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Researchers create PV metamaterial with 95 percent efficiency

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One innovative facet of our modern day science deals with the conception of metamaterials. Fundamentally, defined as artificial materials that are created to exhibit some unique property that doesn’t occur naturally, their functionality is based on their intrinsic structure, rather than composition. In fact, many of the researches related to them entail wondrous stuff ranging from invisibility cloaks to super sensitive detectors. However, this time around, scientists from MIT have something more practical yet sustainable in store for us. Their project deals with a specific kind of metamaterial that can absorb a wide range of light, thus leading to a new generation of highly efficient solar cells.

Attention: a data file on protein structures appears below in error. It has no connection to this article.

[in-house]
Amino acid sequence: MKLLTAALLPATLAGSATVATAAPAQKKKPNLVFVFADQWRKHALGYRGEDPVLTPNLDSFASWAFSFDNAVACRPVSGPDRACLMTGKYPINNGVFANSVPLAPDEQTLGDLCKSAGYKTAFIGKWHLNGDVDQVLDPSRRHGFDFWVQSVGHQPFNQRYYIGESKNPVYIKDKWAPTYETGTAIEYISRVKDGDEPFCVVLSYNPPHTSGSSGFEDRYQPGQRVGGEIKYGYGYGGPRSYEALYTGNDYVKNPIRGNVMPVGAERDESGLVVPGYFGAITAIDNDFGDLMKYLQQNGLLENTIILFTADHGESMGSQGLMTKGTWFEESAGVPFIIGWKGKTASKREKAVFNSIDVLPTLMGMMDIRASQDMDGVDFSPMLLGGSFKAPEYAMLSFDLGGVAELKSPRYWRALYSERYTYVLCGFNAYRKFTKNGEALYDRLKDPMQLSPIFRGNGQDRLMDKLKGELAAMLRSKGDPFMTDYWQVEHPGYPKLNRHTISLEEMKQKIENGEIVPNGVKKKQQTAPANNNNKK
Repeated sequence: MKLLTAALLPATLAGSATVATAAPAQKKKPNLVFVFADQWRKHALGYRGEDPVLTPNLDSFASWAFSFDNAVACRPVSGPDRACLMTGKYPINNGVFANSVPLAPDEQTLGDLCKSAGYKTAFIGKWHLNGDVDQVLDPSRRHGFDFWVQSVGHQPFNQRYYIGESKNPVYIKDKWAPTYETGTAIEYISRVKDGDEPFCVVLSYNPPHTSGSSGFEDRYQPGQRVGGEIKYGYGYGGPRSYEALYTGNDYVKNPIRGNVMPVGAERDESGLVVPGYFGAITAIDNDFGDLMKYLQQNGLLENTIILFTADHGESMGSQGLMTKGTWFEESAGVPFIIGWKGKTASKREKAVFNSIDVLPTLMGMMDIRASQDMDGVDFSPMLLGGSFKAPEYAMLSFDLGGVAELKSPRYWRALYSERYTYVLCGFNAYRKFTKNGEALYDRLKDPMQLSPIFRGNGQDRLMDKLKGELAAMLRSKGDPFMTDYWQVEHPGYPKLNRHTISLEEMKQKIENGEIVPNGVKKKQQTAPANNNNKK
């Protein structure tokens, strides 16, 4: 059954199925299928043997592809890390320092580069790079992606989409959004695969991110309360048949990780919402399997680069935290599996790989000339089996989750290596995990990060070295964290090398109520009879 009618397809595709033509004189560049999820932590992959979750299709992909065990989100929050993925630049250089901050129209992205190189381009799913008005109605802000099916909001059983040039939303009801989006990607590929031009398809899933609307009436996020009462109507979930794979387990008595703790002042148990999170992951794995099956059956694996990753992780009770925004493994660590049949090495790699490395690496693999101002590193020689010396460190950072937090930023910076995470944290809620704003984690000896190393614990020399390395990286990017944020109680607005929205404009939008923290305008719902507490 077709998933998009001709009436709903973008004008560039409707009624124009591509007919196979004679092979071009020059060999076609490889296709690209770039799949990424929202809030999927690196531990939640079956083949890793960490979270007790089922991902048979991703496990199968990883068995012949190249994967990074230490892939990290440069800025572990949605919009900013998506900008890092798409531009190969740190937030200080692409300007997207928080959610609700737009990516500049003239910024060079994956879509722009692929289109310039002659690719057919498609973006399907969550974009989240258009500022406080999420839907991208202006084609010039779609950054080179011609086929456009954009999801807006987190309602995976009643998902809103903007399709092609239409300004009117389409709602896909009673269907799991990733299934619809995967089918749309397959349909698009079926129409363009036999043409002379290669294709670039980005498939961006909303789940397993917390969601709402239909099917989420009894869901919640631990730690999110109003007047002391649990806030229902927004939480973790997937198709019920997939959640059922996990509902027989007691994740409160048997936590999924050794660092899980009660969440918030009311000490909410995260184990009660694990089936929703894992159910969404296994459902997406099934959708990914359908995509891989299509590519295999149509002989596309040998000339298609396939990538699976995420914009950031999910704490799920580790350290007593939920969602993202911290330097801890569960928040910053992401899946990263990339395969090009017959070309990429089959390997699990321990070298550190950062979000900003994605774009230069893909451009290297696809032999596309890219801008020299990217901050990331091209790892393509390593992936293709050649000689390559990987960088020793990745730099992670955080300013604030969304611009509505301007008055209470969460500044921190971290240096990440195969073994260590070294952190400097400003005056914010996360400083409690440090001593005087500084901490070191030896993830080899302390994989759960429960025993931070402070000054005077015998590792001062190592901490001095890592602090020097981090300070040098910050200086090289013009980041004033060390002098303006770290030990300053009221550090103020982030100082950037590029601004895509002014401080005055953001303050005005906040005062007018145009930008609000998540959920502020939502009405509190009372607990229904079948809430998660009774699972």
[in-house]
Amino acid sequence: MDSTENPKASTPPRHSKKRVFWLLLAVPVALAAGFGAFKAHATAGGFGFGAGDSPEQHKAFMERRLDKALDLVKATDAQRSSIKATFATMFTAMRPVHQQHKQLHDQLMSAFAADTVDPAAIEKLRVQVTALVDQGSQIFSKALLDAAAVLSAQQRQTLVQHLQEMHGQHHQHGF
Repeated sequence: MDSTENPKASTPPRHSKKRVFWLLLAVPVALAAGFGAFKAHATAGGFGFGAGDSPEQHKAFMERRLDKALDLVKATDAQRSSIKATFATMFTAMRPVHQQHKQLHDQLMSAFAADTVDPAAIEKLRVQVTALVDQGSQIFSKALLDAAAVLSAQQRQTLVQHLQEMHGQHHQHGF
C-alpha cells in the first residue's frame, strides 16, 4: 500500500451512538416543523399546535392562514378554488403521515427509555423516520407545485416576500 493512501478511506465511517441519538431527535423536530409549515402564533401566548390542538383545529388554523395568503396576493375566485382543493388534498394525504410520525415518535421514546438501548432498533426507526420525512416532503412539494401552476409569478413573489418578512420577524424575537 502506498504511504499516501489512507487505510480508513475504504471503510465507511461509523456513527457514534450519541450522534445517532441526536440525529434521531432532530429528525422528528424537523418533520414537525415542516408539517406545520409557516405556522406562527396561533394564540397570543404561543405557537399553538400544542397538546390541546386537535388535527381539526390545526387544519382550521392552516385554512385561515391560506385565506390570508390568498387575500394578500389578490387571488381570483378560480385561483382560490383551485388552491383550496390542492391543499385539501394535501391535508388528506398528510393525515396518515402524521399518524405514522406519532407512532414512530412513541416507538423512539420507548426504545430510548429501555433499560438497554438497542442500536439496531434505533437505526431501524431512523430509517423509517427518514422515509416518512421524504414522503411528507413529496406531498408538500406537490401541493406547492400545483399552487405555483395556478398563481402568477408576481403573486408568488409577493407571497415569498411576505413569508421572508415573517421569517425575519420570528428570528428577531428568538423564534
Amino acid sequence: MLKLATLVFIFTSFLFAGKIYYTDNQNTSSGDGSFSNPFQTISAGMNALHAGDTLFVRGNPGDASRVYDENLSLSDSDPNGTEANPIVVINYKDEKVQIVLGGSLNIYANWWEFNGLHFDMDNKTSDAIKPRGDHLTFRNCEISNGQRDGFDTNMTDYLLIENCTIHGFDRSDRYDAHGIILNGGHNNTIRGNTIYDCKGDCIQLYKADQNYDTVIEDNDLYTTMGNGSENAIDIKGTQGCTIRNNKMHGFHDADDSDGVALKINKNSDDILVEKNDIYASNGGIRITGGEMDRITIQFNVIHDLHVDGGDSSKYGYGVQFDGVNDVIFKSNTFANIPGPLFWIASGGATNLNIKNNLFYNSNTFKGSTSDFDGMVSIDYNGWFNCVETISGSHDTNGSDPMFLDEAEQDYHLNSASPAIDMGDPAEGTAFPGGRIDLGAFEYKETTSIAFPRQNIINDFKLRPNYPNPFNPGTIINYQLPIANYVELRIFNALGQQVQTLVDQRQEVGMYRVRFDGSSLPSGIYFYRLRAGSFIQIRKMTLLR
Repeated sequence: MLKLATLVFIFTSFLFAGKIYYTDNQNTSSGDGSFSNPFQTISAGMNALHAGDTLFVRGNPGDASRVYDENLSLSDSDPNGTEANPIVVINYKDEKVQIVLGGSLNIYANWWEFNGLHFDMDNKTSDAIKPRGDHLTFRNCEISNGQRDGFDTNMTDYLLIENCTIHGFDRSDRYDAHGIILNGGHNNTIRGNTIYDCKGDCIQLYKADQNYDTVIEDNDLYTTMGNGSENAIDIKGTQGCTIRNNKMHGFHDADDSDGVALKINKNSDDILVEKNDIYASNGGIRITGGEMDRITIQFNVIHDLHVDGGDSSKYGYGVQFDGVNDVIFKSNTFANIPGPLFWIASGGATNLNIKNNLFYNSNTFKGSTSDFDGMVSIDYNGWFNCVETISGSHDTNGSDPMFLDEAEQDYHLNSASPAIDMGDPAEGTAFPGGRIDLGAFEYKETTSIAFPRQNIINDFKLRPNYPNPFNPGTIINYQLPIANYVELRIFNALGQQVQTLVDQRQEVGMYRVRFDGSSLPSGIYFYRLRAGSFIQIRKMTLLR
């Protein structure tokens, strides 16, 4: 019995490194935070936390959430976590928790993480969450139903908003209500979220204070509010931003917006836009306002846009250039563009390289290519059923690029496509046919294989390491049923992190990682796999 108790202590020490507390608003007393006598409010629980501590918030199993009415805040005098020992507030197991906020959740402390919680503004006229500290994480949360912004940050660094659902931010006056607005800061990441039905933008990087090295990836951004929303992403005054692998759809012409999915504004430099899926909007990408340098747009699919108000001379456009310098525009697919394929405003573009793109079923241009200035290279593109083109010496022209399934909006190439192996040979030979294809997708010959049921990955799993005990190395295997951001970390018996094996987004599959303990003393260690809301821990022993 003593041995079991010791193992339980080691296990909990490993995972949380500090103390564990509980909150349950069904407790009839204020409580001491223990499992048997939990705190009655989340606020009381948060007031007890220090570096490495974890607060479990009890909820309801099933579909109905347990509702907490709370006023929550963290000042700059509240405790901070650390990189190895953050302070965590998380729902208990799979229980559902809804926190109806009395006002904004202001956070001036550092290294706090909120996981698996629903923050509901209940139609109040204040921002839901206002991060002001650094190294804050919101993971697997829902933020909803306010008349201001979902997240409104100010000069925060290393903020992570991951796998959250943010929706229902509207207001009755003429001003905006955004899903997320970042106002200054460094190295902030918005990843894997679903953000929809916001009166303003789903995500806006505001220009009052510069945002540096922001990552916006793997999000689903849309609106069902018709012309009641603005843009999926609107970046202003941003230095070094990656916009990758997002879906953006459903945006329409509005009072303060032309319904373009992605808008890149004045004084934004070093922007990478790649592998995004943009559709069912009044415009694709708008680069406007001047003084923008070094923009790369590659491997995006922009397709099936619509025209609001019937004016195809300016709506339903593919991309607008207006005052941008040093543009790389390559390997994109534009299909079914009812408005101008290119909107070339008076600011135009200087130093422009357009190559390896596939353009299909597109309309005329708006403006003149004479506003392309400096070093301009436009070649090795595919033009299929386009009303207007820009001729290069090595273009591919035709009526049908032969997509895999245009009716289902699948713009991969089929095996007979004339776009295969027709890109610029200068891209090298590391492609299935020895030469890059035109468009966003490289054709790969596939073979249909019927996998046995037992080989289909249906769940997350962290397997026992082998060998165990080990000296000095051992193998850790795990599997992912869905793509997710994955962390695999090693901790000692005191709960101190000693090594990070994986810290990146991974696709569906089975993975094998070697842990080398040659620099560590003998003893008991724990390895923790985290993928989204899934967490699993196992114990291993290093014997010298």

Solar Panel

According to the project researchers, conventionally thin solar set ups respond to a limited range of wavelengths, along with a lower ambit of angle of incidences. However, in this case, the design of the metamaterial is structurally evolved to form a wedge shaped pattern, composed from alternating layers of metal and an insulating material called a dielectric. The widths found between these ‘undulations’ are touted to effectively slow down and catch a more varied amplitude of wavelength.

Adequate lab testing has shown that the design has enormous capacity for light absorption. In fact, the design can account for around a whopping 95 percent efficiency, which was previously only possible with a limited range of colors. More importantly, the advanced thin material can be quite easily manufactured in a cost effective manner, from the ‘traditionally’ available solar cell fabrication equipment.

Finally, beyond its theoretical advantages, the new invention also has slew of potentially practical applications. The major one is obviously its improved solar energy harnessing capability. However, on other power related fronts, the new technology can be used for infrared detectors and even infrared light emitting applications. The second function entails progressive devices utilizing heat for electricity generation.

Via: MIT

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